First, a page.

But what should we explain? Should we explain basic language syntax? No, that'll probably be too long. But if they understood basic language syntax, wouldn't they have at least tried to write some code? Should we explain what every function does? Should we explain our thought process as to how we got to this code, since OP doesn't seem able to do this him/herself?

    Additionally, let's consider an example:

    How do I sort an array in Java?

    Ok, sure, easy - Arrays.sort(array).

    Okay, we can probably fairly easily mention the algorithm used here, and its complexity (should we?), but what about a short description of the algorithm, some pseudo-code, a visualization, etc.?

    But wait, are we even allowed to use the standard API? This is probably homework, so maybe they have to implement it themselves. If so, maybe they're supposed to use a specific sorting algorithm - we don't know. Maybe the data is of a specific type and that's supposed to be a determining factor in picking the algorithm. What are the performance requirements?

    So, unclear.

  • Too broad

    For reasons very similar to the above, we could close it as too broad. These close reasons are a bit too similar for my liking. Flip a coin if you're not sure?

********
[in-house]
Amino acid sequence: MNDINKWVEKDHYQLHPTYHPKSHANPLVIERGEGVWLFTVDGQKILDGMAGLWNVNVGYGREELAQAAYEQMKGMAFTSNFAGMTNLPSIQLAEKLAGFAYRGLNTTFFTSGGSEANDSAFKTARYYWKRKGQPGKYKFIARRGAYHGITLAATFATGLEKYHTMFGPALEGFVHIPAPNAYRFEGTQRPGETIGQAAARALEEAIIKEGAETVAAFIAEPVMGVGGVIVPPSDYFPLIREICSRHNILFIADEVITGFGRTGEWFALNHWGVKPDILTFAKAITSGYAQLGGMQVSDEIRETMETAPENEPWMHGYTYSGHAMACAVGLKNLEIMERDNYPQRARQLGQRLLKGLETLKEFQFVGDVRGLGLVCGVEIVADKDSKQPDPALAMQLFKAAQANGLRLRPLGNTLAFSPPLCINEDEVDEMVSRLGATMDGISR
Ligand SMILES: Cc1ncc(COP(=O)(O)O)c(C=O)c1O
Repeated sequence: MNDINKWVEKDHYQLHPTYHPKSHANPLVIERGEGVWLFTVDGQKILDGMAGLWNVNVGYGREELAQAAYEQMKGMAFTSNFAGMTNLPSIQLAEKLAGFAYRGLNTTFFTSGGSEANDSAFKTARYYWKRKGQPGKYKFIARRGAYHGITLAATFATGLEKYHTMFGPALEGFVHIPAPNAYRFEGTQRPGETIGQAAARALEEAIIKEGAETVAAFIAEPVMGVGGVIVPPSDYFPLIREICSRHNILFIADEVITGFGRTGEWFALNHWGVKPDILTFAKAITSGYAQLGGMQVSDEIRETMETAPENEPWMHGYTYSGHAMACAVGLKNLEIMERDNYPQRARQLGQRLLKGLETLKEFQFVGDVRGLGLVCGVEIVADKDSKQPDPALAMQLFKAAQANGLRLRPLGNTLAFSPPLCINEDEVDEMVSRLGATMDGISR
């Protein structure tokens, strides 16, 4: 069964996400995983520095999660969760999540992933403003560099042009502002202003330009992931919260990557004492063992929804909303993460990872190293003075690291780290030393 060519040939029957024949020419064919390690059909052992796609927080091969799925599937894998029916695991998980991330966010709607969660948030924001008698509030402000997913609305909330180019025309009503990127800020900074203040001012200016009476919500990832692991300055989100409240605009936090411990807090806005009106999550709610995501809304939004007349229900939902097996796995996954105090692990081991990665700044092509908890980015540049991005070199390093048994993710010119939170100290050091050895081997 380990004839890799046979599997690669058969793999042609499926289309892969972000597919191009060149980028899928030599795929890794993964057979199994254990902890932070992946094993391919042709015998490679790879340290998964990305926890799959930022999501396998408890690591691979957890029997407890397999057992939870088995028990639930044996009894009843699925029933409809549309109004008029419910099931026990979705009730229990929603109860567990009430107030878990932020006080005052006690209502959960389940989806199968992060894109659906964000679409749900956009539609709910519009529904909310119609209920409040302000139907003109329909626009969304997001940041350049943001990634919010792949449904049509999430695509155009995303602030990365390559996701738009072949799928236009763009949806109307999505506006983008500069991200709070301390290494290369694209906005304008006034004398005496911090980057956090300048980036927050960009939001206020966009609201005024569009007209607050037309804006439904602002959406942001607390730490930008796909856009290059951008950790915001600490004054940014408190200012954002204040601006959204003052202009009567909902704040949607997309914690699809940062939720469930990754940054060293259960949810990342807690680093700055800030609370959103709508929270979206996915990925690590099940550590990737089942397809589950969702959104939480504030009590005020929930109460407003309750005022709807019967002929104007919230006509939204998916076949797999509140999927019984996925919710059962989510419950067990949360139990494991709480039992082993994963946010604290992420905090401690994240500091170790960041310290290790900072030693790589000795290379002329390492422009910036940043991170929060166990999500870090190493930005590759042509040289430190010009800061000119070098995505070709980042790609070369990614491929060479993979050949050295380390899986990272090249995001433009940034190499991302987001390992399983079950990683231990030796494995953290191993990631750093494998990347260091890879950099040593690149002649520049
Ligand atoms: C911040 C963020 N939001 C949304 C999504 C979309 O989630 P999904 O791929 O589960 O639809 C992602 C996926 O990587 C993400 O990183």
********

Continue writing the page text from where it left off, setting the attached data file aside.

I don't actually think using either of the above reasons for these questions (where appropriate) is a particularly good idea. The lack of clarity or broadness is usually not particularly clear in this case, so either OP (and others) is left confused, or we have to leave additional clarification in the comments as to why it was / could be closed.

I suspect the questions that were supposed to be closed with the "minimal understanding" reason are ones that should now be closed as "unclear" / "too broad". Fair enough on removing that reason because questions that shouldn't be closed were closed (not that I agree), but now we're left with reasons that makes sense in some vague sense, but doesn't really seem to help many people understand why the question was closed, which is exactly why the reason is there.

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There was never a valid close reason for "insufficient research" or "insufficient effort," and there still isn't one.

If the OP is asking for too much, i.e. a good answer (one that the op would understand) would fill the better part of a book chapter, then close as too broad. Otherwise, just answer the question, if you feel inclined to do so.

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Oh wait ... you're right. Instead of answering the question you choose to pick on what I stated as previous close reasons. What I was actually thinking about was "demonstrate a minimal understanding of the problem being solved" ... I'll edit. –  Brian Roach May 1 at 6:24